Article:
Outcome and follow-up
Following surgery, the patient endorsed significant improvement in her breathing with only mild residual shortness of breath while climbing stairs. Six months later, she had complete resolution of all symptomatology with a normal repeat TTE.
Overall, primary cardiac tumours are rare with myxomas as the most common. Myxomas can be found in left atrium (75%), right atrium (10%–20%), ventricles (2%) and, rarely, within multiple cardiac chambers, which display familial clustering.1–3 Within the atria, most myxomas are attached to fossa ovalis of the interatrial septum. Myxomas, unlike fibromas and angiosarcomas, are purely endocardial masses that do not infiltrate the underlying tissues.1 4
Most myxomas are sporadic; however, approximately 10% are familial, with two-thirds of familial cases associated with Carney Complex Syndrome, a rare autosomal dominant syndrome characterised by mucocutaneous lesions and endocrine tumours.5 In sporadic myxomas, women are affected more than men (2–2.7:1), generally in the third–sixth decades of life; the majority of cases are solitary and arise within the left atrium, and the recurrence rate is low (1%–3%) following surgical resection.3 4 Incomplete excision, intracardiac implantation, malignant transformation and growth from secondary foci are the presumed aetiologies of recurrence.6 In familial myxomas, women and men are equally affected; median age of detection is 20; cases are more often right sided, though all chambers may be involved; and recurrence rate is significantly elevated.3
Our patient carried a diagnosis of intermittent asthma since childhood. Her symptoms, while initially relieved with inhaled steroids and intermittent albuterol, had become refractory to her usual regimen over the past year; she experienced worsening dyspnoea, with multiple outpatient, urgent care and hospital visits, where she was managed for asthma exacerbations. Despite recurrent hospitalisations, her symptoms persisted. Her PFTs, performed at her last admission, demonstrated no improvement of FEV1 with bronchodilator and a restrictive disease pattern—atypical for an asthma diagnosis. Given the lack of diagnostic criteria for asthma, extensive workup—including CTA to rule out PE and TTE with bubble study to rule out underlying valvular abnormalities or intracardiac shunt—were performed. These revealed a left atrial myxoma complicated by severe functional mitral stenosis leading to her recurrent presentations that mimicked a diagnosis of heart failure.
Dyspnoea is the most common presenting symptom of myxomas.1 While the overwhelming majority of myxomas are asymptomatic and found incidentally on autopsy, they may cause symptoms by virtue of their intracardiac location and mimic other disease states—collagen vascular disease, infective endocarditis, idiopathic paroxysmal atrial fibrillation, amaurosis fugax and myocarditis.4 5 While asthma is not a common presentation, there are case reports with patients diagnosed and treated as late-onset asthma prior to myxoma diagnosis, suggesting that atrial myxomas can indeed mimic the symptoms commonly seen in asthma.7 Indeed, our patient was diagnosed with intermittent asthma in childhood who later developed refractory symptoms to traditional asthma therapy. Given the atypical nature of her presentation and lack of congruence of her PFT with her asthma diagnosis, there was high clinical suspicion for an alternative diagnosis.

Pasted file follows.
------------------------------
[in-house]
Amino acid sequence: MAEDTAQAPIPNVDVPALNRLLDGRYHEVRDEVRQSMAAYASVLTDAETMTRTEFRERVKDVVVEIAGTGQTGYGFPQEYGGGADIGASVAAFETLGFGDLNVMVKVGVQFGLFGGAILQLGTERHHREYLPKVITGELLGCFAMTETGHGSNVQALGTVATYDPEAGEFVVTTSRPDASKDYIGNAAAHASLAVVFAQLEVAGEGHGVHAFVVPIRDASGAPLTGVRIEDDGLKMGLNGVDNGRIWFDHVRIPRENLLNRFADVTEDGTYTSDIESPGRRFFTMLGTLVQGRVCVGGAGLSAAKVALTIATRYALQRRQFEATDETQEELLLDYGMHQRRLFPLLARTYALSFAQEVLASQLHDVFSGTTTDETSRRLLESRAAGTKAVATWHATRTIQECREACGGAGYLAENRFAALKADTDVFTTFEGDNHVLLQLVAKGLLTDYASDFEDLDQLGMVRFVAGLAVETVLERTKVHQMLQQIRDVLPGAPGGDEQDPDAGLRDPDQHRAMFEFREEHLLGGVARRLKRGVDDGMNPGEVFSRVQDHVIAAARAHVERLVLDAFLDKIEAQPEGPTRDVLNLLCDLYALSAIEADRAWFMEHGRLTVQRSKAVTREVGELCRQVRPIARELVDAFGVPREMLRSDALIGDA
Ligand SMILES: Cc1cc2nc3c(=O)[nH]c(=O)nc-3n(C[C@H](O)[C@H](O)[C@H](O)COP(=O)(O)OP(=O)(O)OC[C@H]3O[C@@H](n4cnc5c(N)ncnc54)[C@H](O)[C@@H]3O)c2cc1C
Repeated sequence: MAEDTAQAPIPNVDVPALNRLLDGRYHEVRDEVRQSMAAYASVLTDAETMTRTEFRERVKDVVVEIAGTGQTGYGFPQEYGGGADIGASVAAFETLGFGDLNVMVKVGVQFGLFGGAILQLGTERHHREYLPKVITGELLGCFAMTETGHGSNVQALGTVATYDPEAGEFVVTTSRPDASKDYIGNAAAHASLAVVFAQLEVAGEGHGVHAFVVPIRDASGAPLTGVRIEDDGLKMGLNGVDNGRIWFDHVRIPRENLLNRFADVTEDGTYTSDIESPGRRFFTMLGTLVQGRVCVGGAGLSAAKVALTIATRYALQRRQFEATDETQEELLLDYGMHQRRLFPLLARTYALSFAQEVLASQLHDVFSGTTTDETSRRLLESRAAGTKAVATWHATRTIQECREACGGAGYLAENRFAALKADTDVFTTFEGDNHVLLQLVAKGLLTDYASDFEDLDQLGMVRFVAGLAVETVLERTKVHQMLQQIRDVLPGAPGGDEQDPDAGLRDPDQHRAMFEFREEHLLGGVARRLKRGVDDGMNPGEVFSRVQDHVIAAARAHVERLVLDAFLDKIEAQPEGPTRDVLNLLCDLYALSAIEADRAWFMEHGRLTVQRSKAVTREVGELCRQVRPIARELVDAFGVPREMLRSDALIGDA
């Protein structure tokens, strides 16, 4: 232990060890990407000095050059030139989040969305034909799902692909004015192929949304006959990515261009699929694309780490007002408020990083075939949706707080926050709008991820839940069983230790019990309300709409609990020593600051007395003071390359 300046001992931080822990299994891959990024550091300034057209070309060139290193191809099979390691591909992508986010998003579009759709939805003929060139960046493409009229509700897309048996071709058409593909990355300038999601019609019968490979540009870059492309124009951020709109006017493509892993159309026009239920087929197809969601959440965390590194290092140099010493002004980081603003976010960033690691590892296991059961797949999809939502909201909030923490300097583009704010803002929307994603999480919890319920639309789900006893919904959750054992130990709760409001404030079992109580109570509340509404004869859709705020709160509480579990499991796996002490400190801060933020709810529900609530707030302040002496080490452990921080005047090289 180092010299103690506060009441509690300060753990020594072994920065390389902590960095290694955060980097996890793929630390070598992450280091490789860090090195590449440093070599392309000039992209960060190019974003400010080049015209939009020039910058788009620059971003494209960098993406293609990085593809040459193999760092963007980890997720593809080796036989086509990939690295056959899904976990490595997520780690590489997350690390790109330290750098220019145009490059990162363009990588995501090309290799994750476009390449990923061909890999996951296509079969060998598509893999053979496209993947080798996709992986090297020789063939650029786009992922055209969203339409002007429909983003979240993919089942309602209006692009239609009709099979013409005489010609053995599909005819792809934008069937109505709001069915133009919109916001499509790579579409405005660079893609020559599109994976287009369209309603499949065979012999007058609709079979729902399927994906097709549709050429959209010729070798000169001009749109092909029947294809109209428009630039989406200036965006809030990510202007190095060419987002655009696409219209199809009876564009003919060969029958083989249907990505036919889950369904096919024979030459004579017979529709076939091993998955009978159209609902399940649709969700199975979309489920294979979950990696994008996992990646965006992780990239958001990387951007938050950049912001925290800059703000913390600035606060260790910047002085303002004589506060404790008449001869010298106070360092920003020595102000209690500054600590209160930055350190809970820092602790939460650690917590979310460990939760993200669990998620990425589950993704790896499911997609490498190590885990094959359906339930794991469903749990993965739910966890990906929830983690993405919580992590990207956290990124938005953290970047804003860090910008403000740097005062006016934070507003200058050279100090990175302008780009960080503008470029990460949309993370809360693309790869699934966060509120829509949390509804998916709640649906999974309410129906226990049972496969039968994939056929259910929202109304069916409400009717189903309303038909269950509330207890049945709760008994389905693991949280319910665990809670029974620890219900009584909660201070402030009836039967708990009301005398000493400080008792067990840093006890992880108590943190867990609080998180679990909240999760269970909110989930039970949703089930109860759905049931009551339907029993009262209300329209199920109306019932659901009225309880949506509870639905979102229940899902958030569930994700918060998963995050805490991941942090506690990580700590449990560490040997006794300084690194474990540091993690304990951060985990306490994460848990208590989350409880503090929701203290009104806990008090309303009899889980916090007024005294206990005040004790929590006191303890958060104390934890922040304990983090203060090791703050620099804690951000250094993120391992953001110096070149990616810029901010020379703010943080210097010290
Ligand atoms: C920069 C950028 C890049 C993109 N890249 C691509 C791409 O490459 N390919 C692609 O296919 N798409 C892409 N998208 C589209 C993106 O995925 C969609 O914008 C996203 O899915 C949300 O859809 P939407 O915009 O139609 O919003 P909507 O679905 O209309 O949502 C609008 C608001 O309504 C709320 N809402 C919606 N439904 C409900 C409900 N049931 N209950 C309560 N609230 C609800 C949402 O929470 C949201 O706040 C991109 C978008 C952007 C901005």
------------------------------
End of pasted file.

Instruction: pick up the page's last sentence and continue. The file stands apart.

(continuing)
The clinical presentation of an atrial myxoma depends on the tumour’s size, architecture and location, which can lead to insufficiency or obstruction causing aberration in intracardiac blood flow with resultant valvular regurgitation or stenosis (67%), embolisation (29%), constitutional symptoms such as fevers (19%), weight loss or fatigue (17%), immunologic manifestations, including myalgia, weakness and arthralgia (5%), or sudden death. Although more than half of cases have obstructive symptoms, only 10% have severe functional mitral stenosis.1 2 5 In our patient, the insidious and progressive nature of her symptoms were felt to be atypical for asthma and more likely due to her tumour’s growing size and location.
Laboratory studies are generally non-specific and non-diagnostic. Nevertheless, myxomas have been associated with anaemia; thrombocytopenia; and elevated leucocyte, erythrocyte sedimentation rate (ESR), C reactive protein (CRP) and serum gamma globulins, especially in those with systemic symptoms. In these cases, association with elevated serum interleukin-6 (IL-6) has been demonstrated, with higher levels associated with increased tumour burden. Intriguingly, in some cases, IL-6 has also been used as a marker of recurrence. One study suggested that recurrence occurred in those cases of intrinsically aggressive tumours, as characterised by elevated IL-6 levels, irrespective of tumour size. Mechanical haemolysis due to intracardiac turbulent flow has also been suggested to cause anaemia and thrombocytopenia.8 Except for elevated creatinine, our patient’s CBC and CMP were normal. Unfortunately, neither ESR and CRP, nor IL-6 were ordered. Her mildly elevated NT-proBNP is explained by severe obstruction of the mitral valve caused by tumour extension into the annulus during diastole, which caused a severe functional stenosis and heart failure symptomatology.